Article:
Thursday, 5 April 2018

Questions about foreign trade

Foreign trade issues are very hard.  A student asks me

If changes in the trade balance are a consequence of changes in investment and domestic savings, what causes those two factors to change if it is not economic growth? 
For example, why would the US have higher domestic savings or less investment in 1970s or since 2006 than it did in the 1990s?

Good question.

Let's go back to basics.

One of the reasons that economics is such a powerful way of answering questions is that it is clear on three different types of statements. Statements about
  1. technology
  2. accounting definitions or identities
  3. behavioural hypotheses
 A statement about technology is something like "it takes Z workers at a point in time to produce X tonnes of output".  Note that a statement like "it takes five 10 year-old boys in a Victorian mill to produce 100 yards of cloth per hour" is a statement about technology.  A statement like "it's dreadful that 10 year-olds should have to work in factories" is a statement about philosophy, not technology.

Lets suppose the economy is a giant farm, growing wheat and raising livestock.  There are two things you can do with output. First, you can replant some of it for next year or let the animals reproduce.  That's a statement saying future output comes from current inputs, which we shall define as investment.  Second, you can bake bread or eat meat: that's consumption.

Accounting definitions and identities
Given the two things you can do, then all the output of the farm can go to only two purposes, consumption and investment.  So we can write an accounting identity which says

 where the value of output, consumption and investment is Y, C and I.  This says nothing about the split between C and I, but simply that values have to add up.  If the economy produces £100 worth of output, C and I cannot be more than £100.  Or, if C is only £50, the rest of the output is left over for replanting or used for reproduction.   

Another identity.  Let's define saving as Y-C.  It's just a definition: if people don't eat the crops they are saving them.  Thus we can write


that is, savings equal investment.  Again, this is just a definition, since anything that is not eaten or killed is defined as saving, but the same is defined as investment they must be equal.  This is not saying that saving is too high or too low or good or bad.  It's just a definition.

 Accounting definitions and identities in an open economy
Now suppose the economy can import and export.  We have to be careful about what we mean by output in this case: define output to be output of the domestic economy (as opposed to world output which is domestic plus foreign output).  Now there's another thing you can do with output, you can export it: Y=C+I+X where X is the value of exports.  That makes sense: exports are not available for C or I so if Y is still 100, then C and I must fall.  But if you can also import wheat/livestock, then there is more wheat and animals around for C or I.  So we can write  Y+M=C+I+X where M is imports.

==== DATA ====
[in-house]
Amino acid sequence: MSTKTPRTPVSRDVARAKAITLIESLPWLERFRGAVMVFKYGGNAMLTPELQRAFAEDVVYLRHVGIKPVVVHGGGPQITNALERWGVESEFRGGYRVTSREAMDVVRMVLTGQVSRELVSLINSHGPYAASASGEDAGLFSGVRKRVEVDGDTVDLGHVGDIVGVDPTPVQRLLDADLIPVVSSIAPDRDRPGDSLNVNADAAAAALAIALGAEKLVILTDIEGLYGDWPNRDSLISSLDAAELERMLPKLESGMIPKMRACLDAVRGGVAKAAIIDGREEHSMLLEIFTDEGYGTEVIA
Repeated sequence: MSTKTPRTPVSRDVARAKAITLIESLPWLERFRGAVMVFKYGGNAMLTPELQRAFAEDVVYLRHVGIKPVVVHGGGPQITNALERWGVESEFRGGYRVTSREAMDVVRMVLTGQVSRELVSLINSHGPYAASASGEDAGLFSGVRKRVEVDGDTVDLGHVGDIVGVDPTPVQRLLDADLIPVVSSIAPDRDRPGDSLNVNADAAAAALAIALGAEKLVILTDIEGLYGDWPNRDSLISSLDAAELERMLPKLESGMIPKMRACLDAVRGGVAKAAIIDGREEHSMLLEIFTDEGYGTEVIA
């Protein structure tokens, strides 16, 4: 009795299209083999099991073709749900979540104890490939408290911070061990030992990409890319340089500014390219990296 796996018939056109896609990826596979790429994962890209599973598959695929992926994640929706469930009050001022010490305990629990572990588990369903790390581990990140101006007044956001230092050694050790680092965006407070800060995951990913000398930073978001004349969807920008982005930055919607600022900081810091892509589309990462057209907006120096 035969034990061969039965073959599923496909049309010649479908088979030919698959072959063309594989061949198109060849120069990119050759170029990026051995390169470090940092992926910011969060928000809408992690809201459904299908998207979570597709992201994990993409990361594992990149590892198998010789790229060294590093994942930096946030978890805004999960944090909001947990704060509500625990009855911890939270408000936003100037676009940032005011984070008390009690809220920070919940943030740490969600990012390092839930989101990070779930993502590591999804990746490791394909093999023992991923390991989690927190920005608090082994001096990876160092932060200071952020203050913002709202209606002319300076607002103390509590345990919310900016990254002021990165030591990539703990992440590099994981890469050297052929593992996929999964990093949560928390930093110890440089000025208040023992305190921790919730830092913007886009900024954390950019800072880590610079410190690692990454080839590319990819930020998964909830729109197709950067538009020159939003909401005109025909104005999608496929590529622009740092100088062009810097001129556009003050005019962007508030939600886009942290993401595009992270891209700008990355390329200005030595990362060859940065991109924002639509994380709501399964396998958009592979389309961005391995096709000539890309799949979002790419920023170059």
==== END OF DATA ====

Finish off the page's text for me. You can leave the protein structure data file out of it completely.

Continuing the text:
This gives the value of domestic output, a familiar equation from economics text books as 


but in some ways the expression


is helpful.  An economy who has bad weather for example, reducing Y, would have to reduce C and I and X, unless it imports a load of goods.

We can now write in terms of saving
 in words what does this say?  Consider an economy who produces £100, as before, and does not import, but who chooses not to consume a lot. Thus Savings S are high.  Suppose as well that it does not invest a lot. It then has lots of wheat/livestock "left over".  What can it do with them? It can export them.  In an accounting sense then, saving lots of wheat, but not investing (replanting it) "makes room" for the scope to invest.  Again, this isn't saying there is anything good or bad about this behaviour, just that things have to add up.

Behavioural assumptions.
Finally, we can make assumptions behaviour.  For this we need theories of consumption, investment, imports and exports.  Here are some examples.

  1. Consumption.  Individuals like consumption, but it is subject to their incomes. So if their incomes fall, their consumption falls.  But they are sophisticated: if the fall in income is temporary, they will not reduce their consumption, but save less until incomes go back up again.  
  2. Investment. Firms invest when interest rates fall or if they get more optimistic about the future.
 and so on, other theories are available. 

 Turning to the question above, we might say this
  1. Behavioural statement: since the financial crisis, firms and consumers have got more cautious.  Investment has fallen and desired consumption per unit of income has gone down.
  2. Accounting statement.  Incomes have also fallen, so overall savings has been about the same. 
  3. Accounting statement.  now look at the data (From Tim Taylor,

As Tim says: we can now make a load of statements that follow from the identity, not whether this is good or bad.
  1. In the 1970s, S=I.  So from the identity, X=M.
  2.  in the 1990s, S<I.  So from the identity, X<M.  Go back to the farm example.  If you save very little wheat but want to plant lots for next year, you will have to import it.
  3. in the 2010s, S has fallen, I has fallen, but I more than S. So the trade deficit, from the identity has narrowed (slightly).